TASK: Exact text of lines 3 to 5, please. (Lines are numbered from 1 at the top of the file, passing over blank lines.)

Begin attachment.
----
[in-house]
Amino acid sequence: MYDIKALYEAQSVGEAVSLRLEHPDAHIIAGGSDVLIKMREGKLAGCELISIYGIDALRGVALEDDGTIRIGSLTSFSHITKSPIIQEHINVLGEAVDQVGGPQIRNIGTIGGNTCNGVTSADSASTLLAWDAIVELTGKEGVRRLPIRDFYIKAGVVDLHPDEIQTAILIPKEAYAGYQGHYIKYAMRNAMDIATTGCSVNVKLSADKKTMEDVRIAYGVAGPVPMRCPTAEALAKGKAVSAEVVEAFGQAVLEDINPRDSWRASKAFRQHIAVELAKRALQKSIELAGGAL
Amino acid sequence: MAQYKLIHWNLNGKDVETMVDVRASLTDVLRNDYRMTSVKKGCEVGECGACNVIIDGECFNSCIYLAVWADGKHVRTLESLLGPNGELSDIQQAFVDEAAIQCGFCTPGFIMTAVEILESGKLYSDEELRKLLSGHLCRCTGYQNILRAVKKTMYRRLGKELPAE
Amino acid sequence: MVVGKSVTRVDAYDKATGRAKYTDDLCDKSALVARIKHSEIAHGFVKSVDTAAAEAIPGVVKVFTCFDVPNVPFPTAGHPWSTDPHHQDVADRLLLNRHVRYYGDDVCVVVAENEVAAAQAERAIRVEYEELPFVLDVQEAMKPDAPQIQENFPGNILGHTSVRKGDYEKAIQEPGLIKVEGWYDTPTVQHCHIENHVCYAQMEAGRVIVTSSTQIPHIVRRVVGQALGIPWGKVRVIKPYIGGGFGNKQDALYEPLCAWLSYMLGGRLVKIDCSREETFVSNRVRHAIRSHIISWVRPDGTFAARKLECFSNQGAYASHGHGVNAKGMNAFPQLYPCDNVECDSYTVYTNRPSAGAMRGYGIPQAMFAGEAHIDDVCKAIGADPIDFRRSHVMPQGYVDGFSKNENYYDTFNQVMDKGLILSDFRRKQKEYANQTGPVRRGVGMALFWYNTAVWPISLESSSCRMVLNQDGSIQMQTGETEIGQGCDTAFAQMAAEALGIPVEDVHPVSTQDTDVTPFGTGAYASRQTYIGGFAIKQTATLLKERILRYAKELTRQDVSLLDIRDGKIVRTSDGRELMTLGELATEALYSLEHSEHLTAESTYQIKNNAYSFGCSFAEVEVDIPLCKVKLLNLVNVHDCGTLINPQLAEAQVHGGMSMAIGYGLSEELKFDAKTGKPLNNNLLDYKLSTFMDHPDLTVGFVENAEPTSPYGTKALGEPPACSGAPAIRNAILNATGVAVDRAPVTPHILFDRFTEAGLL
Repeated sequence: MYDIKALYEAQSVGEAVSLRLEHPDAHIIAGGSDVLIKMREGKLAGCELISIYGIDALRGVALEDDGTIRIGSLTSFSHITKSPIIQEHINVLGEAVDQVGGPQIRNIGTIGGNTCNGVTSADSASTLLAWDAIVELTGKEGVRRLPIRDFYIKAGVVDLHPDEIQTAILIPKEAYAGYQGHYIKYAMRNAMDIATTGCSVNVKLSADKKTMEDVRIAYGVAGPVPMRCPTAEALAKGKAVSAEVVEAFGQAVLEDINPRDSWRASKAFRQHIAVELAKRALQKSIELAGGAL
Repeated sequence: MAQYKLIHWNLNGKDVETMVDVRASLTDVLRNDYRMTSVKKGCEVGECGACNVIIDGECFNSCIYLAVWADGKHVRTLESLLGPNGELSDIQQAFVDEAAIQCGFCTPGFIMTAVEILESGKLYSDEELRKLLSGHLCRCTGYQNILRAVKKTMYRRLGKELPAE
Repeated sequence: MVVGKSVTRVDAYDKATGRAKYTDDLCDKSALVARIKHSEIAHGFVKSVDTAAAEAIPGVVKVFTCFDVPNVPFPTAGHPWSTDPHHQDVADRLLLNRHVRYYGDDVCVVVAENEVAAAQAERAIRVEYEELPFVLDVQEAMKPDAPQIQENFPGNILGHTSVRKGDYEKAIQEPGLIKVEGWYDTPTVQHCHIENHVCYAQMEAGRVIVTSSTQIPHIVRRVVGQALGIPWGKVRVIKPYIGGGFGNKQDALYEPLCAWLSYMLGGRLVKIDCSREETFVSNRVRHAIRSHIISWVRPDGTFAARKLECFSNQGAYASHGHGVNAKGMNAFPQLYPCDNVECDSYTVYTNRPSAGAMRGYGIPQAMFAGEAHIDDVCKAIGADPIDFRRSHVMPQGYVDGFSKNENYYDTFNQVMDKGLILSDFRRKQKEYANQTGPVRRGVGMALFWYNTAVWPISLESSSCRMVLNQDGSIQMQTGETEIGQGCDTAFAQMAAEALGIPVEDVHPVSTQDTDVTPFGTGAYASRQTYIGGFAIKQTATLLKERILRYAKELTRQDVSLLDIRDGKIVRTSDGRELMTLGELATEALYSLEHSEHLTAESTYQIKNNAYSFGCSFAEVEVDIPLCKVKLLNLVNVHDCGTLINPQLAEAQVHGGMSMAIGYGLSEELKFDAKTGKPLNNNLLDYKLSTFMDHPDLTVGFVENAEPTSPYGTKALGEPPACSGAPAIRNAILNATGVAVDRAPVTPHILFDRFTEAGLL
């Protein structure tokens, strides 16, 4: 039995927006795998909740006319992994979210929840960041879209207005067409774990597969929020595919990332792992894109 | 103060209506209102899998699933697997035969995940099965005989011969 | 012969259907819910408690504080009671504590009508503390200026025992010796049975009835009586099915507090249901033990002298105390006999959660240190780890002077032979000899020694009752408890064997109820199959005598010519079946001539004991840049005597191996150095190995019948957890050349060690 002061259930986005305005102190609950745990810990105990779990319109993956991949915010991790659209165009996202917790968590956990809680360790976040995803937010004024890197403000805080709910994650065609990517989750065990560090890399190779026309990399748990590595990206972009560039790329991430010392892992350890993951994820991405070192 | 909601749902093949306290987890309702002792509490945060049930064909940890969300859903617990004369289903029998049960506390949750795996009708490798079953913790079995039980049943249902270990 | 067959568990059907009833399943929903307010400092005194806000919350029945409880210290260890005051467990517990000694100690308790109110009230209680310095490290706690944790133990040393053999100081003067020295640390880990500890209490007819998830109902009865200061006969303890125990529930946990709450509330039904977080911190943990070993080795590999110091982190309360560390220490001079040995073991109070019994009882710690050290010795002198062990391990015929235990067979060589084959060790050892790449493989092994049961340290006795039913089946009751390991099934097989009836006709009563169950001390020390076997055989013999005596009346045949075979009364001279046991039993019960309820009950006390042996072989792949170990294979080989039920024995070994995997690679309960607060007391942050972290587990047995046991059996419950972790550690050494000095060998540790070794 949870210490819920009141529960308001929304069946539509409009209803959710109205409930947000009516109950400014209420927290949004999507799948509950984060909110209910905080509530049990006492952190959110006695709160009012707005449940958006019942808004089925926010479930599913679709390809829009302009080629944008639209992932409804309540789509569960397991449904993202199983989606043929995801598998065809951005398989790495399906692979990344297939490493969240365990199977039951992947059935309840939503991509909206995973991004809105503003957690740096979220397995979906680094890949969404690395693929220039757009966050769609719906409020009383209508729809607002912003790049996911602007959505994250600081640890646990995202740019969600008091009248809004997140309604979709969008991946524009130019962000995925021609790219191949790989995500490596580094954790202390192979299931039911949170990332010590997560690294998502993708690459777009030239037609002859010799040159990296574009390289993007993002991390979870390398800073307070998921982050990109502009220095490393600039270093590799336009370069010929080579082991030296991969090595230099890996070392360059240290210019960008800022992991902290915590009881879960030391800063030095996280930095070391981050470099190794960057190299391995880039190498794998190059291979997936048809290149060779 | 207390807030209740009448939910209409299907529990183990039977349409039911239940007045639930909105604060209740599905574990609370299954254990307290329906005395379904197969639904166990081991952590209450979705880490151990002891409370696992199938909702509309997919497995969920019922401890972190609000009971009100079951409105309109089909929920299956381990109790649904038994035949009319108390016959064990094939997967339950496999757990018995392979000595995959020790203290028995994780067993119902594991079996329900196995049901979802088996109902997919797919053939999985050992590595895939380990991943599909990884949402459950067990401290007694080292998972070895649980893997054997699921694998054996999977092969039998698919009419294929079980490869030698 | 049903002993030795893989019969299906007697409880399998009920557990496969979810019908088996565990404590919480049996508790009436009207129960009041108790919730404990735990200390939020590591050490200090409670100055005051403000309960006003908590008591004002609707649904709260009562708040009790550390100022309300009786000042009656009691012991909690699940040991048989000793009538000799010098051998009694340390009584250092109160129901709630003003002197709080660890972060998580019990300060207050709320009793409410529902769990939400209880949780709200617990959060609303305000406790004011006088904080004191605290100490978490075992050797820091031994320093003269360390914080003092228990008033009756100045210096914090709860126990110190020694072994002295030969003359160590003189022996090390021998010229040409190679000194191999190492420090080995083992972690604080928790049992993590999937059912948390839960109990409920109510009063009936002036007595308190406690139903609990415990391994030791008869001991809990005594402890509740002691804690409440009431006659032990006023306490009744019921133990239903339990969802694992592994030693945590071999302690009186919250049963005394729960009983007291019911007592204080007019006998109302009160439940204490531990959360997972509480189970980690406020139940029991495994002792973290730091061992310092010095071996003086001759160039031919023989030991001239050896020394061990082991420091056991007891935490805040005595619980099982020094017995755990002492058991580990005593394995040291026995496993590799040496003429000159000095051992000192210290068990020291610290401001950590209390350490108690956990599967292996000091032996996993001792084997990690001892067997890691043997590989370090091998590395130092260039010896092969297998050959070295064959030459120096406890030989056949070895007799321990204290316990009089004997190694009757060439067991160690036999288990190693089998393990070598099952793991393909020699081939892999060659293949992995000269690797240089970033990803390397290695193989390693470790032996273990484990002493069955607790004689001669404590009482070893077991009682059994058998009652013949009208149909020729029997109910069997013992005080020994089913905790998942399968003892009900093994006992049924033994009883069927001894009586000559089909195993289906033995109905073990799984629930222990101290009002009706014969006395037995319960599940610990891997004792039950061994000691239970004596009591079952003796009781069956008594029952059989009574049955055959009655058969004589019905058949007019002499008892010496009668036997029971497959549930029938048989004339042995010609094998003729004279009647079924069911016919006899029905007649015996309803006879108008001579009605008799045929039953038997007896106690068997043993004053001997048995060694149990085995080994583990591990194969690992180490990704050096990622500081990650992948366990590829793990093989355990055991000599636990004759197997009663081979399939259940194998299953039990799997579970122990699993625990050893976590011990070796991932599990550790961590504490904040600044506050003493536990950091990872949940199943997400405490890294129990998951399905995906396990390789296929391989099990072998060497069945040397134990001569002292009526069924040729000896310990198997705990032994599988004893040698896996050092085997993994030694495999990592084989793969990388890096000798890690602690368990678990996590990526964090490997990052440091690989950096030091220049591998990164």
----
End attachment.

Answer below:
Amino acid sequence: MAQYKLIHWNLNGKDVETMVDVRASLTDVLRNDYRMTSVKKGCEVGECGACNVIIDGECFNSCIYLAVWADGKHVRTLESLLGPNGELSDIQQAFVDEAAIQCGFCTPGFIMTAVEILESGKLYSDEELRKLLSGHLCRCTGYQNILRAVKKTMYRRLGKELPAE
Amino acid sequence: MVVGKSVTRVDAYDKATGRAKYTDDLCDKSALVARIKHSEIAHGFVKSVDTAAAEAIPGVVKVFTCFDVPNVPFPTAGHPWSTDPHHQDVADRLLLNRHVRYYGDDVCVVVAENEVAAAQAERAIRVEYEELPFVLDVQEAMKPDAPQIQENFPGNILGHTSVRKGDYEKAIQEPGLIKVEGWYDTPTVQHCHIENHVCYAQMEAGRVIVTSSTQIPHIVRRVVGQALGIPWGKVRVIKPYIGGGFGNKQDALYEPLCAWLSYMLGGRLVKIDCSREETFVSNRVRHAIRSHIISWVRPDGTFAARKLECFSNQGAYASHGHGVNAKGMNAFPQLYPCDNVECDSYTVYTNRPSAGAMRGYGIPQAMFAGEAHIDDVCKAIGADPIDFRRSHVMPQGYVDGFSKNENYYDTFNQVMDKGLILSDFRRKQKEYANQTGPVRRGVGMALFWYNTAVWPISLESSSCRMVLNQDGSIQMQTGETEIGQGCDTAFAQMAAEALGIPVEDVHPVSTQDTDVTPFGTGAYASRQTYIGGFAIKQTATLLKERILRYAKELTRQDVSLLDIRDGKIVRTSDGRELMTLGELATEALYSLEHSEHLTAESTYQIKNNAYSFGCSFAEVEVDIPLCKVKLLNLVNVHDCGTLINPQLAEAQVHGGMSMAIGYGLSEELKFDAKTGKPLNNNLLDYKLSTFMDHPDLTVGFVENAEPTSPYGTKALGEPPACSGAPAIRNAILNATGVAVDRAPVTPHILFDRFTEAGLL
Repeated sequence: MYDIKALYEAQSVGEAVSLRLEHPDAHIIAGGSDVLIKMREGKLAGCELISIYGIDALRGVALEDDGTIRIGSLTSFSHITKSPIIQEHINVLGEAVDQVGGPQIRNIGTIGGNTCNGVTSADSASTLLAWDAIVELTGKEGVRRLPIRDFYIKAGVVDLHPDEIQTAILIPKEAYAGYQGHYIKYAMRNAMDIATTGCSVNVKLSADKKTMEDVRIAYGVAGPVPMRCPTAEALAKGKAVSAEVVEAFGQAVLEDINPRDSWRASKAFRQHIAVELAKRALQKSIELAGGAL